Querelle

Better than nothing
★★★
☆
Released: 
1982
Director: 
Rainer Werner Fassbinder
Starring: 
Brad Davis, Franco Nero, Jeanne Moreau, Laurent Malet
The Setup: 
Fassbinder adaptation of Jean Genet's best-known novel.
Discussion: 

Alrighty then, it's the adaptation of Querelle, by Rainer Maria Fassbinder! It was Fassbinder's last film, and was released postumously, a few months after his drug overdose. And if you're gay and have ever had a Genet phase [which you totally, totally should], you'll snap it up! And you'll be disappointed. But then you'll realize that a Genet adaptation by Fassbinder is better than no adaptation at all (or one by Ron Howard, haha). That was my feeling when I first saw this, years ago, and is still my feeling upon reviewing it now.

Numerous promising elements are in place. Brad Davis (of Midnight Express) is the main character, who is supposed to be one of those complete embodiments of hot raw masculinity, which Davis fits handily. Franco Nero is the Lieutenant who is sexually obsessed with him, and sharp move bringing in established man-hunk Nero into this homo realm. Jeanne Moreau is a aged floozy, and the rest of the film is cast with the idea of bringing Genet's super homosexually-charged atmosphere to life, sweaty sailors in tight white clothes, you know the deal. Apparently Fassbinder was approached by this producer with a script (who had previously approached John Schlesinger and Sam Peckenpah[!]--what an interesting film THAT would have been) and Fassbinder essentially threw out the script to make a less plot-focused, more emotional film, which is a smart move: if you've read Querelle, the most important things are the writing and the atmosphere, and frankly, after two readings, I didn't even know there WAS a plot.

There is a narrator, who speaks in a flat monotone, and opens the film by saying "The thought of murder often evokes thoughts of the sea, and sailors, and what naturally follows is the thought of love and sexuality." Well, not to me, but it does sound like Genet. We are in the seaside town of Brest, hotbed of sex and vice, and immediately you notice that Fassbinder shot all of this on a set, which gives it all a false, super-stylized look, which is perfect. Don't miss the cock-shaped turrets! Honestly, I had seen this movie twice before, and I CANNOT believe that I missed the cock-shaped turrets. In fact, pretty much everywhere you look in this film is a picture of a cock. Anyway, Robert, Querelle's brother, is dating Lysiane [Moreau], who is the wife of Nono, nightclub owner. There is much talk that Robert and Querelle don't get along because they love each other so much, and soon they are embracing, while also punching one another, in a fight that's "more like a lover's quarrel." Meanwhile, Lieutenant Seblong [that's Nero] is staring at Querelle as he makes extensive recordings about how moving he finds him.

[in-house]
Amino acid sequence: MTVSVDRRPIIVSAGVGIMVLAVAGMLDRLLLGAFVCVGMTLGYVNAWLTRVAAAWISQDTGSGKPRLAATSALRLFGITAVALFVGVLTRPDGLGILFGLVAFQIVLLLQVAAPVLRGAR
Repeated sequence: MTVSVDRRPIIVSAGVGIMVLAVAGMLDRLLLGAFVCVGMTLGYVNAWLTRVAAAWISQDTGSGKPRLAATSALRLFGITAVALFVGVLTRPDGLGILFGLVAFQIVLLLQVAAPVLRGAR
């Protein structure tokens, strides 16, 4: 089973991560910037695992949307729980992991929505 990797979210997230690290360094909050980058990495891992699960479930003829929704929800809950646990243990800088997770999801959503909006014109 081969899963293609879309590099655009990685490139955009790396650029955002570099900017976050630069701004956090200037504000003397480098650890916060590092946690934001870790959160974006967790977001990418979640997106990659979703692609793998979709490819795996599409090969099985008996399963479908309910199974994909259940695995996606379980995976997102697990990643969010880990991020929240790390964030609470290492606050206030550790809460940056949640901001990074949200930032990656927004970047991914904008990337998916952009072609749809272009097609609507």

Things continue. There's a policeman hanging around who, uh, looks like no policeman I've seen. It's just a big, overheated atmosphere of lust. You have things like a big macho guy kissing a pretty boy and telling him, under some heavy petting, how he wants to fuck his sister, who looks exactly like him. All of the guys, including Querelle, insist that they're not queer. Querelle comes onto this fellow Vic, then murders him, with Vic grabbing his own crotch as he dies, explicitly made to look like he's cumming. Then Querelle wants to sleep with Lysiane [uh, WHY?] but, to do so, has to roll the dice with Nono, who plays this game with everyone who wants to screw his wife, and the loser gets fucked by Nono before rolling with Lysiane. Querelle smartly loses, given big hunky studly Nono, and there's a scene of relatively explicit anal sex [I had to draw the shades of my apartment, let's put it that way]. Soon after, Querelle is getting fucked by the cop. Hard times for our hapless hero.

Then this strapping fellow Gil kills this vicious queen bear-type, and hides out with his insipid pretty-boy boyfriend. Querelle comes around, sends the pretty boy packing, and offers Gil a way out--while also pinning the murder of Vic on him. He tells Gil to rob Seblon, which Gil fucks up, being a boob, and Querelle turns him in and--poof! No more murder rap. Then Seblon confesses his love for Querelle, and the two of them repair back to the ship, proving that true love CAN conquer all, and uber-hot murderous thugs can run off with Italian pulp movie star hunks! The love boat soon will be making another run.

So, a giant mess, but definitely, as they say, a HOT mess. Essentially, there's nothing else like it, and while it doesn't work, you're unlikely to find anything else that approximates the spirit and essence of Genet's writing. So thank God it exists, even though I'm not going to need to watch it again for another thirty years.

Incidentally, there is a short film by Genet himself, Un Chant D'Amour, that is essential for the Genet fan, and definitely evokes the dreamy romanticism that suffuses his works, especially in a scene in which a prisoner blows smoke through a hole in the wall for his paramour to inhale. And, like everything, it's available on YouTube, right here.

Should you watch it: 

If you're a Genet fan, you kind of have to, but don't get your hopes up. If you're gay and haven't read Genet, you have a serious problem.